Paris 14-15 April 2015 - Proposal

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Screwing up for fun and profit


DevOps is all about getting Devs and Ops guys to effectivly work together. With things like better monitoring, automation, config management etc. we can now speak the same language when it comes to technology. We have continuous integration and sometimes even continuos deployment, and could be rather satisfied that we develop and deliver software like never before. And all is quite nice, as long as everything runs as expected. But then disaster strikes. It is in the face of failure that our abilities to effectively communicate and deal with problems are put to the test.

All too often, things go downhill very fast, when someone screws up.

This talk will explore typical anti-patterns in dealing with failure and discuss the patterns that will help you stay on top of the problems and learn the most out of mistakes and failures. You will learn tools and techniques that help you avoid the blame game, keep communication between Devs and Ops and inside the teams flowing and help everyone to a common understanding of what happened why - and how to prevent this from happening again in the future.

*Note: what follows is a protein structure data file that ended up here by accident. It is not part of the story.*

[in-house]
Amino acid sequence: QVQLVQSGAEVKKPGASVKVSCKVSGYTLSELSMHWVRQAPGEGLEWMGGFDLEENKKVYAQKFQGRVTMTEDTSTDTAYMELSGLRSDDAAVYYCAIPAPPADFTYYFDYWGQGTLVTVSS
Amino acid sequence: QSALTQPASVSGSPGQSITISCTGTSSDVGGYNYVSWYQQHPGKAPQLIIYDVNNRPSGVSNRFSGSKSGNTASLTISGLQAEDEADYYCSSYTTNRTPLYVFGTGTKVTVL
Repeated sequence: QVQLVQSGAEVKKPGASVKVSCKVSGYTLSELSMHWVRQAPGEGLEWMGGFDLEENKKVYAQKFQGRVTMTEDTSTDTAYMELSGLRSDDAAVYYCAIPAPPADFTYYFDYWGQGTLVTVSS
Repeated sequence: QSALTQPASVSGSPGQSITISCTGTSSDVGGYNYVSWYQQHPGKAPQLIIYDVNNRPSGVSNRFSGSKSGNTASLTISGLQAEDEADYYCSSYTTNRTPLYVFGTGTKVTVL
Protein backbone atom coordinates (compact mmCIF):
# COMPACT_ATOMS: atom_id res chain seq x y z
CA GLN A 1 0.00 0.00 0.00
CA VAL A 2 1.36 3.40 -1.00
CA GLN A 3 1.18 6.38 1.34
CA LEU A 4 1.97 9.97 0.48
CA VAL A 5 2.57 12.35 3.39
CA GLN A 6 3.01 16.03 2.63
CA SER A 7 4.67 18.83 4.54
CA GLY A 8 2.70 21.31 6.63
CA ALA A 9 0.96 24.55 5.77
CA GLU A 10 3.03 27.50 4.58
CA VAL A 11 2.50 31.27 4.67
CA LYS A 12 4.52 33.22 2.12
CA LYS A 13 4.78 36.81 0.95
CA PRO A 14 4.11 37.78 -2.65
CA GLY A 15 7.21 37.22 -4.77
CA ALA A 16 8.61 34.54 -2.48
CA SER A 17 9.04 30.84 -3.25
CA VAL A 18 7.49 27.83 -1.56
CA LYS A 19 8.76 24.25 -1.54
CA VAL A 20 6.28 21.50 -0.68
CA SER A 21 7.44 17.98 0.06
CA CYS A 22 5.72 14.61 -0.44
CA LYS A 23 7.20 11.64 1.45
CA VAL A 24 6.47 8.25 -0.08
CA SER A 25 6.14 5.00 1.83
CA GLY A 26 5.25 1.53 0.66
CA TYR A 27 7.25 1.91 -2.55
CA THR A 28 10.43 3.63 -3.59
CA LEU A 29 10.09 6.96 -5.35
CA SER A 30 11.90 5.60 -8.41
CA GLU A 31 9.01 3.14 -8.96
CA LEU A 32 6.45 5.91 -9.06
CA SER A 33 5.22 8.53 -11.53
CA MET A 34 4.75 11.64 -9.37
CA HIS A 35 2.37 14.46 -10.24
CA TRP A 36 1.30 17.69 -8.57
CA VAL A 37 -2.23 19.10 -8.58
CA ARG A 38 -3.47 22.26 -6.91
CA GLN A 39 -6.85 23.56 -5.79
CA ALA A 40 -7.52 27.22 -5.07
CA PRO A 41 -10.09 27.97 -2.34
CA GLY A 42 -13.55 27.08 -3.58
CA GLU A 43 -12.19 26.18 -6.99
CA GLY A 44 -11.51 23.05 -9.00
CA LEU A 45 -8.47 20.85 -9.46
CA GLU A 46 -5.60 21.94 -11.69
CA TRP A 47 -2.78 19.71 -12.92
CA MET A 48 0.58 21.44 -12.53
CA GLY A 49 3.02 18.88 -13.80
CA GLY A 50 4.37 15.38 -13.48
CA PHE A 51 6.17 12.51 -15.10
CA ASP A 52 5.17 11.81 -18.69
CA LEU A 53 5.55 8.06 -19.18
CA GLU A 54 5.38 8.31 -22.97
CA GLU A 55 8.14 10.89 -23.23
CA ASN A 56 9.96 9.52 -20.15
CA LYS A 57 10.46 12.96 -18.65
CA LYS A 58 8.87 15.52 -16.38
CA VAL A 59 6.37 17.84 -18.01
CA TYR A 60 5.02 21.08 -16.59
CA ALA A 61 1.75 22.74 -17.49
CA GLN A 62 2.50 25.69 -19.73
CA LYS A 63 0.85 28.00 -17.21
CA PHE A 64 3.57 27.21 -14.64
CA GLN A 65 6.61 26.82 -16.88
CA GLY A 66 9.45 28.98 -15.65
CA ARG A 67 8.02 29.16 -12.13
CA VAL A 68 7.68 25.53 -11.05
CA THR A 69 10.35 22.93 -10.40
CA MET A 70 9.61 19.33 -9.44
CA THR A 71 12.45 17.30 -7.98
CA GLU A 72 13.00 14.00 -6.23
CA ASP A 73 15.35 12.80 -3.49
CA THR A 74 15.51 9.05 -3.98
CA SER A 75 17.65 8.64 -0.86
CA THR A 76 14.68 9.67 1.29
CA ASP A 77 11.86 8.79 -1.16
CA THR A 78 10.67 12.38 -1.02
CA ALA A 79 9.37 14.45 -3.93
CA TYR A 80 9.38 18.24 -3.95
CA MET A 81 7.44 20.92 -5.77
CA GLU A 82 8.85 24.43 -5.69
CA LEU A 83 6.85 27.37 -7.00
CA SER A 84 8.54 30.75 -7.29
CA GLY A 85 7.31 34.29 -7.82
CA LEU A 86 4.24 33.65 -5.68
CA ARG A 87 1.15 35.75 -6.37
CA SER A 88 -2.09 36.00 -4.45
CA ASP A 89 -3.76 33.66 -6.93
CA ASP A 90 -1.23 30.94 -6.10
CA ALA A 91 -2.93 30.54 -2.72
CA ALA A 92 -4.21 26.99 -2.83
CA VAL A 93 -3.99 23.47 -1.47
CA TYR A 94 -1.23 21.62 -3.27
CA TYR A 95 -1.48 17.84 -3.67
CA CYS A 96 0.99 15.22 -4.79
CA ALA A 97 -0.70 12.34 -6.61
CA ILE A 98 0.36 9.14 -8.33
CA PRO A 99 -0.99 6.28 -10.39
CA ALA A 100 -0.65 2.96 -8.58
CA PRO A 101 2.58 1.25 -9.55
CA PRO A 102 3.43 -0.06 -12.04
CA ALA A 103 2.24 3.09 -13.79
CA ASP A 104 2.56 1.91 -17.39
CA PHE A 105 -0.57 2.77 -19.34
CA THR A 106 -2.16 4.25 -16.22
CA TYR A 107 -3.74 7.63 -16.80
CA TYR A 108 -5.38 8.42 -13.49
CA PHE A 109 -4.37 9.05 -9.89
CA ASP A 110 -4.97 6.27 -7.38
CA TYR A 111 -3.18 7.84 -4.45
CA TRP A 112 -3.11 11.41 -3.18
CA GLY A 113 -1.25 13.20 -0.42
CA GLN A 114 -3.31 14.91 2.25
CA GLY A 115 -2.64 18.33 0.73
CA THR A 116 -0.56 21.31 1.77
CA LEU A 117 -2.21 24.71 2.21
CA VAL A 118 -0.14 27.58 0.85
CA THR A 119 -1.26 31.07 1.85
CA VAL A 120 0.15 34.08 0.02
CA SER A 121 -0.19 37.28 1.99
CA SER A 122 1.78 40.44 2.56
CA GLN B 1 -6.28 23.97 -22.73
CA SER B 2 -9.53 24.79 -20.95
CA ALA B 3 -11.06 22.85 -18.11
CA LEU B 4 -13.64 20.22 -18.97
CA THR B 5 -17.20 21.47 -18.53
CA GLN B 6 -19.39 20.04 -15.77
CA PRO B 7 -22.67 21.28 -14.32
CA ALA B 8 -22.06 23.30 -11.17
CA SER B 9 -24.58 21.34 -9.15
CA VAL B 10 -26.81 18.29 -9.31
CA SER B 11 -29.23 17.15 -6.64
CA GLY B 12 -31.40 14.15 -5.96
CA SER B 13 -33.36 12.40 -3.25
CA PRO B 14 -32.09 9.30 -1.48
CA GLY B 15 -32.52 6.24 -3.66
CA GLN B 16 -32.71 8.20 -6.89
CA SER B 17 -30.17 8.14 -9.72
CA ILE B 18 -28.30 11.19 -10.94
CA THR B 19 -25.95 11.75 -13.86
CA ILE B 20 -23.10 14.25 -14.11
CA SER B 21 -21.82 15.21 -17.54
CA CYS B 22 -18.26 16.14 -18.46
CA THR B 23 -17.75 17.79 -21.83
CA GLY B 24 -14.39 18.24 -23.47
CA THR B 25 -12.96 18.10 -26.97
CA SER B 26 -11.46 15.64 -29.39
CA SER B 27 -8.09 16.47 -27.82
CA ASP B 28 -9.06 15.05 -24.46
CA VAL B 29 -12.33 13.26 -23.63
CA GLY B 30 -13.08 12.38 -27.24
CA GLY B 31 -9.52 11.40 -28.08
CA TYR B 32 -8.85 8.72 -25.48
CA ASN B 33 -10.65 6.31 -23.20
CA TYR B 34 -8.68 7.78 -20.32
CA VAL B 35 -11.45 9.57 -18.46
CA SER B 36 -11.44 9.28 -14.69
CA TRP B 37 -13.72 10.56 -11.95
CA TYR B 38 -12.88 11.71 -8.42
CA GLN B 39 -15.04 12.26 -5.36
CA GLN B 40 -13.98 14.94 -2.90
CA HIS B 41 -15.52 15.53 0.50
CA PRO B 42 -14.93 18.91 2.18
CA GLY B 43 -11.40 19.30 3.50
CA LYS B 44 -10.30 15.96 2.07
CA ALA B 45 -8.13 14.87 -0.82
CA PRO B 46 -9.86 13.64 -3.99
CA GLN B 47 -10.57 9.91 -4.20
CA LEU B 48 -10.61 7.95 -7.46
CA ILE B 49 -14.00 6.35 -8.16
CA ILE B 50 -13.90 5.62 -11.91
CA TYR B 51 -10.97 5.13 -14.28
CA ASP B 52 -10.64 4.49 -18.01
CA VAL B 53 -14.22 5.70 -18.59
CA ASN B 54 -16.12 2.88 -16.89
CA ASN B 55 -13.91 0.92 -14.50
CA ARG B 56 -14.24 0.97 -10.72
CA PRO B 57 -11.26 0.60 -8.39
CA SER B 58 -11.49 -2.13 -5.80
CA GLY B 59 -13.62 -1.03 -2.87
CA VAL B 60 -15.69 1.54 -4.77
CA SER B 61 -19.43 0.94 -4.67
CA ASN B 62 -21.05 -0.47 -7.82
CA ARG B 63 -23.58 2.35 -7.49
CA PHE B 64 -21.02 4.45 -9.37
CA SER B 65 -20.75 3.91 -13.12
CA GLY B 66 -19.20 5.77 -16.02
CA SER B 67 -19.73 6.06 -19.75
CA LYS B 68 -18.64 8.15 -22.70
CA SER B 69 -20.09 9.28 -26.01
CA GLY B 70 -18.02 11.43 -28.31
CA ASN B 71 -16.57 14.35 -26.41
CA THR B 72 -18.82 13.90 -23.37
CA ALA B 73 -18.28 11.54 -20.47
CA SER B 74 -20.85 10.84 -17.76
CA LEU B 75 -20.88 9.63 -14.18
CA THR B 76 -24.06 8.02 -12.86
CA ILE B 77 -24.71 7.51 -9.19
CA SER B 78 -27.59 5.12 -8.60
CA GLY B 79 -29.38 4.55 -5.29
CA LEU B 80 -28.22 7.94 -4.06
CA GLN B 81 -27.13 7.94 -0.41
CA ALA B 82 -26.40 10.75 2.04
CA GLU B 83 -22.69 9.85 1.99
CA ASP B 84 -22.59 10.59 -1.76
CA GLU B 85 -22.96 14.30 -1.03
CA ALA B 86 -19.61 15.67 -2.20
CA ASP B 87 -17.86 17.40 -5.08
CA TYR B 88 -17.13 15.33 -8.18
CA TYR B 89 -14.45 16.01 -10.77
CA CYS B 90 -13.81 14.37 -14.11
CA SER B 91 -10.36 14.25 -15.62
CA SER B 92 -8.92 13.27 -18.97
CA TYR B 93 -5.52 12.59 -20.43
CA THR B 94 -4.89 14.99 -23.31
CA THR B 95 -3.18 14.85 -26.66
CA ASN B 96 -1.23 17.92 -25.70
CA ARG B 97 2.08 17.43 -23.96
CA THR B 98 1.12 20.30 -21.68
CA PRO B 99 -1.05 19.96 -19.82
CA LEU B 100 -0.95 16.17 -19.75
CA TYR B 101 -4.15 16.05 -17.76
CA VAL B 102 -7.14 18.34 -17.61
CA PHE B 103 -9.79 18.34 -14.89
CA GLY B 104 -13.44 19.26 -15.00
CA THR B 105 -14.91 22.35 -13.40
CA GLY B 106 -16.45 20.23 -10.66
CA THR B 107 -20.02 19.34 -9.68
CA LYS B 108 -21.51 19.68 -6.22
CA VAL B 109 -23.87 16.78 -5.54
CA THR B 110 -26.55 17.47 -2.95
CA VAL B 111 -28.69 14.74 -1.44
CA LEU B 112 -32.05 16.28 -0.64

You will also learn how to reduce the risk of things going wrong not by more testing (though testing is important) or more specs but by getting the right bunch of people talking in the right way.

This talk is for everyone who is not living in a perfect world, but in a world where mistakes happen.


Oliver Hankeln

I started out as a software developer, working mostly for Internet companies. Fed up with browser incompatibilities I moved first to backend then to operations. This experience in both "sides" of the game helps me understand the issues Dev has with Ops and vice versa.

So I lived DevOps when the term was not even coined. Obviously the tools followed, so I gathered a lot of experience with things like chef, openTSDB, graphite, logstash and so on. But more and more I focus on the cultural side of how to get people to work together efficiently in teams and across teams and divisions.

I recently switched from being employed to freelance consulting, helping organisations getting more insight into their product with better monitoring and having great development and operations processes that match the agile mindset.

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